Why cities should put equity at the center of their COVID-19 response
The injustices that are fueling sustained protests across the U.S. are deeply intertwined with racial disparities that are heightening the impacts of COVID-19 among people of color.
That was one of the key messages discussed yesterday as part of the first coaching and training sessions in Bloomberg Philanthropies’ Leading Economic and Social Recovery Series. Dr. Georges Benjamin, executive director of the American Public Health Association, told nearly 400 mayors and city leaders gathered that African-Americans who are taking to the streets in protest aren’t ignoring the risk of COVID-19. Rather, he explained, they’re weighing the risk of infection against their own risk of facing police violence and making an ethical decision to protest.
“These folks are balancing that risk,” Benjamin said, citing a new poll finding that nearly half of Black Americans say they have, at least once, felt their life was in danger because of their race. “If I’m younger, I might be more likely to die of police violence” than COVID-19, he said.
Benjamin then laid out some of the ways racism is impacting the COVID-19 response and contributing to the disproportionate toll the disease is taking among African-Americans.
Structural racism was baked into many of the initial choices around testing, he said. For example: Testing locations were not located in minority communities and set up as drive-through operations for people with access to a car; long lines discouraged people who couldn’t take off work; a doctor’s orders were typically required, turning away people who have less access to doctors or can’t afford co-pays.
There’s also internalized racism in the way Black Americans are experiencing the COVID-19 outbreak, Benjamin explained. Early on in the pandemic, there was a lot of misinformation saying that African-Americans didn’t get the disease; now that they’re getting it in disproportionate numbers, there’s fear of stigma and reluctance to get tested for fear that a positive result could cost them work and income.
Then there’s interpersonal racism, symbolized most clearly by what Benjamin called “masking while Black.” Citing a case of two Black men who were kicked out of a Walmart for wearing masks, Benjamin said African-Americans face risks while simply following public-health guidance. “They’re concerned people will profile them because they’re of color and they have a mask and are therefore viewed as a threat,” he said. “These stories are real.”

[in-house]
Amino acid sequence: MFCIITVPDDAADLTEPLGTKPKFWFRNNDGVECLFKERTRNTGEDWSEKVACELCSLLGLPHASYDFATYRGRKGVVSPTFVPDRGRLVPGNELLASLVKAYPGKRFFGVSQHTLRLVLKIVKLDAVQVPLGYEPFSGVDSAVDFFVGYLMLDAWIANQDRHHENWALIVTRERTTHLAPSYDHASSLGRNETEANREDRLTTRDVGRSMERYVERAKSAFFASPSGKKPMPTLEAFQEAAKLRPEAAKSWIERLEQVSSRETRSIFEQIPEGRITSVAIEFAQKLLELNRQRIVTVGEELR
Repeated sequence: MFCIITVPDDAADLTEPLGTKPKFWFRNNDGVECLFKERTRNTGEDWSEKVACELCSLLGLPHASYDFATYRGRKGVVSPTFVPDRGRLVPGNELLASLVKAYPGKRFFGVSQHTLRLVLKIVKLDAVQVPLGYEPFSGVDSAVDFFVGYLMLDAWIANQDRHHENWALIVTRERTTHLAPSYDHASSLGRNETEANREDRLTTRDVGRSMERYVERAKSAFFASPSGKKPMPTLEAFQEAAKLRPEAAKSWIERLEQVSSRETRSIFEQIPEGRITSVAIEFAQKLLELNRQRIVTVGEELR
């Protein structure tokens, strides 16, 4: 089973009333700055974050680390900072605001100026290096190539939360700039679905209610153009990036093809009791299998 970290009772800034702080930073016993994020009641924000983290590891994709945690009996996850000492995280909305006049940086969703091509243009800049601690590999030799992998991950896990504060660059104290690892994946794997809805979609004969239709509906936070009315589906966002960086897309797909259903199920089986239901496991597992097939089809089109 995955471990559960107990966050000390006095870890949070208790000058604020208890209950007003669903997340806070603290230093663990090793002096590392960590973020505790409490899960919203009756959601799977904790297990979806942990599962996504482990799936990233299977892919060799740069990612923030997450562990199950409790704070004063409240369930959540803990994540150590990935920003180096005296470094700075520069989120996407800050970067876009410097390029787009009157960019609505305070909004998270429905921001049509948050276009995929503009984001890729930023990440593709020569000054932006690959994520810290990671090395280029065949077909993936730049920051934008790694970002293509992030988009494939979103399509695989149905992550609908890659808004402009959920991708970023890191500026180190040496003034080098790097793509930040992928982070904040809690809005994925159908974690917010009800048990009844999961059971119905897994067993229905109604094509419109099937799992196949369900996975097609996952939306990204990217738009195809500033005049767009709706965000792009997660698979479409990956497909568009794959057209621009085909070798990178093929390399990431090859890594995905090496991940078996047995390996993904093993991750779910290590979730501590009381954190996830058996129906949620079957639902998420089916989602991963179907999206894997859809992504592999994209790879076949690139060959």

As former New York City Mayor Michael Bloomberg opened Thursday’s sessions, he reminded mayors that the fight against COVID-19 and for racial justice are not distinct from each other. “The virus hit communities of color the hardest,” Bloomberg said. “So by continuing to focus on responding to and managing COVID-19, you’re also confronting issues of equality and injustice.”
As mayors continue to confront these crises, Benjamin called on them to look for ways to put equity at the center of their response and public outreach, particularly as the emphasis of the pandemic response shifts to widespread testing and contact tracing. “We need to do that in an equitable manner and build trusted messengers,” he said. “Because if you call me on my phone today and tell me I’ve been exposed to the virus and ask me all this personal information, I’m probably not going to give it to you unless the person on the phone can build some trust with me.”
He also called on mayors to play a role in building unifying messages around the public health response. “We’ve got to normalize masks, physical distancing and hand hygiene so that people think it’s cool,” Benjamin said. “Many of the people who are opposed to wearing masks would not think twice about wearing a hardhat on a work site. I would argue that people want to be safe. I want to protect me, and I want to protect you. Therefore, I should wear the mask.”